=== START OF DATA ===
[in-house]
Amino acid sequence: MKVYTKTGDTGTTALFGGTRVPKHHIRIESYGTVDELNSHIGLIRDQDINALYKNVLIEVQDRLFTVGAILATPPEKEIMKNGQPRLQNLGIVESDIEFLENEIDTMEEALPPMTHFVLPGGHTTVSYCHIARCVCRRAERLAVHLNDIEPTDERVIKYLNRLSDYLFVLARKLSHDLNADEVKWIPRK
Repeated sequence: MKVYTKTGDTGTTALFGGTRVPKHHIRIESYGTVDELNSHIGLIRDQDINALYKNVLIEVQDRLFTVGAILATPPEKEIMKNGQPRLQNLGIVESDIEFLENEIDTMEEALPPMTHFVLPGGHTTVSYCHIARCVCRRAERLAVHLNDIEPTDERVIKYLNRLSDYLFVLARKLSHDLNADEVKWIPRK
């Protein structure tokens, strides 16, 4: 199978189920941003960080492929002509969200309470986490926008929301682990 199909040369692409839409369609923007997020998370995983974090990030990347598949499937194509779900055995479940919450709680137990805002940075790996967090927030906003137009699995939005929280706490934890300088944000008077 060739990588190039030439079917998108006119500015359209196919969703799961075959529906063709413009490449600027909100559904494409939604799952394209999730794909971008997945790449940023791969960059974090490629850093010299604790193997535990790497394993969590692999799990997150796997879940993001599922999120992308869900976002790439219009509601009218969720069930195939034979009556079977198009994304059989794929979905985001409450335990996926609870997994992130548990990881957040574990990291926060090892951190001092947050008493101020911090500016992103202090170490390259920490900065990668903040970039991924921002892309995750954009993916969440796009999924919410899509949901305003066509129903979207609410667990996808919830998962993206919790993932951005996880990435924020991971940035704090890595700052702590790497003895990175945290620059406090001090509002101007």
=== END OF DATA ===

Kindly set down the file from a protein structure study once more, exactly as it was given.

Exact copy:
[in-house]
Amino acid sequence: MKVYTKTGDTGTTALFGGTRVPKHHIRIESYGTVDELNSHIGLIRDQDINALYKNVLIEVQDRLFTVGAILATPPEKEIMKNGQPRLQNLGIVESDIEFLENEIDTMEEALPPMTHFVLPGGHTTVSYCHIARCVCRRAERLAVHLNDIEPTDERVIKYLNRLSDYLFVLARKLSHDLNADEVKWIPRK
Repeated sequence: MKVYTKTGDTGTTALFGGTRVPKHHIRIESYGTVDELNSHIGLIRDQDINALYKNVLIEVQDRLFTVGAILATPPEKEIMKNGQPRLQNLGIVESDIEFLENEIDTMEEALPPMTHFVLPGGHTTVSYCHIARCVCRRAERLAVHLNDIEPTDERVIKYLNRLSDYLFVLARKLSHDLNADEVKWIPRK
């Protein structure tokens, strides 16, 4: 199978189920941003960080492929002509969200309470986490926008929301682990 199909040369692409839409369609923007997020998370995983974090990030990347598949499937194509779900055995479940919450709680137990805002940075790996967090927030906003137009699995939005929280706490934890300088944000008077 060739990588190039030439079917998108006119500015359209196919969703799961075959529906063709413009490449600027909100559904494409939604799952394209999730794909971008997945790449940023791969960059974090490629850093010299604790193997535990790497394993969590692999799990997150796997879940993001599922999120992308869900976002790439219009509601009218969720069930195939034979009556079977198009994304059989794929979905985001409450335990996926609870997994992130548990990881957040574990990291926060090892951190001092947050008493101020911090500016992103202090170490390259920490900065990668903040970039991924921002892309995750954009993916969440796009999924919410899509949901305003066509129903979207609410667990996808919830998962993206919790993932951005996880990435924020991971940035704090890595700052702590790497003895990175945290620059406090001090509002101007």